The Online Presence of the British Museum

The British Museum is widely regarded as one of the world’s foremost research institutions. The extensive online collection is a well-organized and useful tool for accessing one of the largest digital collections available from any museum. The collection contains 2,149,655 records which commonly include a high resolution image, archaeological provenience, acquisition information and a basic description of the object often with some additional history and cultural context. This wealth of resources represents a multitude of groups and time periods. Additionally, the search engine for the online collection allows for a high degree of specificity including a date range, geographical and cultural categories that would make this database ideal for a more research-oriented site visitor to find a specific object or limited set of comparable objects.

Drawing from these online collections are dozens of online tours, which focus on specific groups of objects from the online collection that are brought together to tell a story. As opposed to the database which might serve a more scholarly audience that already knows what object they want to see, the section linked above for online tours provides dozens of these tours with a more general audience in mind, showcasing the cultural relevance of selected pieces from the museum’s online collection. While some museums certainly have flashier displays and virtual walking tours of their exhibit halls, the British Museum focuses on providing valuable content rather than making an aesthetically pleasing or innovative online experience. It certainly provides an area of possible future improvement to take their online presence to the next level.

The online resources from The British Museum are typical for what can be expected from digital collections of many museums, but what sets the online presence of The British Museum apart from other museums is the scope of the digitization of its collection. There are 2,149,655 records which represent approximately 3,500,000 objects, and while this is still only a small portion of the total physical collection of the museum, it is far above average size for a digital collection. As museums continue the process of digitization, we can look forward to seeing more expansive online collections on par with this one, but for now in terms of the number of objects available and the information available about them, The British Museum stands out in the area of museum digitization and open access.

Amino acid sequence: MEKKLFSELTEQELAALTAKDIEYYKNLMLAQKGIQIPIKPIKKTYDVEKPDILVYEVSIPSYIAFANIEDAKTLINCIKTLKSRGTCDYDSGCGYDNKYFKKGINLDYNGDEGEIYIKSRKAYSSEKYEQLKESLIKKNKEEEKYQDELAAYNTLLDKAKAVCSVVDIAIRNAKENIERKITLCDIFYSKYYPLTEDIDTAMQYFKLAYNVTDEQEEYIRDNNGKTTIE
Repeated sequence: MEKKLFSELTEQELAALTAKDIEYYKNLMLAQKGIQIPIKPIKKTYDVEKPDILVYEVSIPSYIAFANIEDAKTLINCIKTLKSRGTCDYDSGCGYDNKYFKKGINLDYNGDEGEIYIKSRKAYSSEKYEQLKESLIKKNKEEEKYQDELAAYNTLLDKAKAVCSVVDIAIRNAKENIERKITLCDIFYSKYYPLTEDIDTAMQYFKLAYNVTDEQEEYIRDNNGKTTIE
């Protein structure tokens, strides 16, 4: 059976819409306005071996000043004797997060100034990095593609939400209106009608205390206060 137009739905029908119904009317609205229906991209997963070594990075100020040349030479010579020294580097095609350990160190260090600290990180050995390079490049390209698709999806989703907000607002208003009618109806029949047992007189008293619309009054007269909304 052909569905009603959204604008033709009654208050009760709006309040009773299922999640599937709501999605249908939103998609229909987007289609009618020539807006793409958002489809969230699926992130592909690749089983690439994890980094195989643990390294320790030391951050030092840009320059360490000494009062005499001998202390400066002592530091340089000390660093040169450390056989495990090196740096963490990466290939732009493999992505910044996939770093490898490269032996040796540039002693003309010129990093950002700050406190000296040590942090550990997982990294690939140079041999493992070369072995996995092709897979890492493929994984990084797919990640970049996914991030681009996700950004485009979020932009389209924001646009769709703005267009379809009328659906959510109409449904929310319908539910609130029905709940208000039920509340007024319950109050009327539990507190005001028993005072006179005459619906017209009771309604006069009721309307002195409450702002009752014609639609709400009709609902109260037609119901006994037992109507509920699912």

4 thoughts on “The Online Presence of the British Museum

  1. Overall I think this is a nice blog post. The introduction was well written. I liked the numbers and facts you incorporated about the British Museum. Although, compared to the length of the blog, you introduction might be a bit long. I’d recommend, instead of shortening the introduction, which again I really enjoyed, expanding on your actual analysis as it was only one paragraph. I know I would enjoy an in-depth visual description of the online tours you talk about. Again though, you have a really nice start to this blog. Your writing is clear and interesting, so the more the better! An elaboration on what you already have would be perfect.


  2. I really like how you point out facts and exact numbers for the collections at the British Museum. It helps add some context to how large the museum actually is. I do think that the reason the British Museum is able to have a larger digital database than most other museums is because they have more resources and the funds to be able to do so. Imputing pictures and descriptions of of each artifact into a database can be time consuming, which can be hard for smaller museums who do not have many staff members to able to do unless, they hire someone to specialize in only that.

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  3. This post successfully examines the different possibilities that come with a museum’s online website with the varying information that can be put on it. Obviously the web is a great way to tour museums that are difficult to travel to for specific individuals. The information on virtual tours was interesting and forced me to consider how taking an online tour might be helpful for a specific audience. The only thing I wish is that the post would have delved more into how the museum itself is effected by having it’s collections on the web. Is this bringing a smaller audience visiting the physical museum? Or is it possibly getting people more excited about visiting the museum? Not sure where you would be able to find this information, but it would be interesting to look into. Great post!


  4. After reading this post and going through the various links provided, I agree that the British Museum’s website is one of the more extensive ones that I have looked at so far. Though the online exhibitions are not really interactive as some of the other websites we have examined, they still provide the viewer everything you need to to know about so many different things across the world. It makes me actually want to visit the museum to see these things in person. When a website can make a viewer feel the need to actually view it in person, I think it has definitely done its job.


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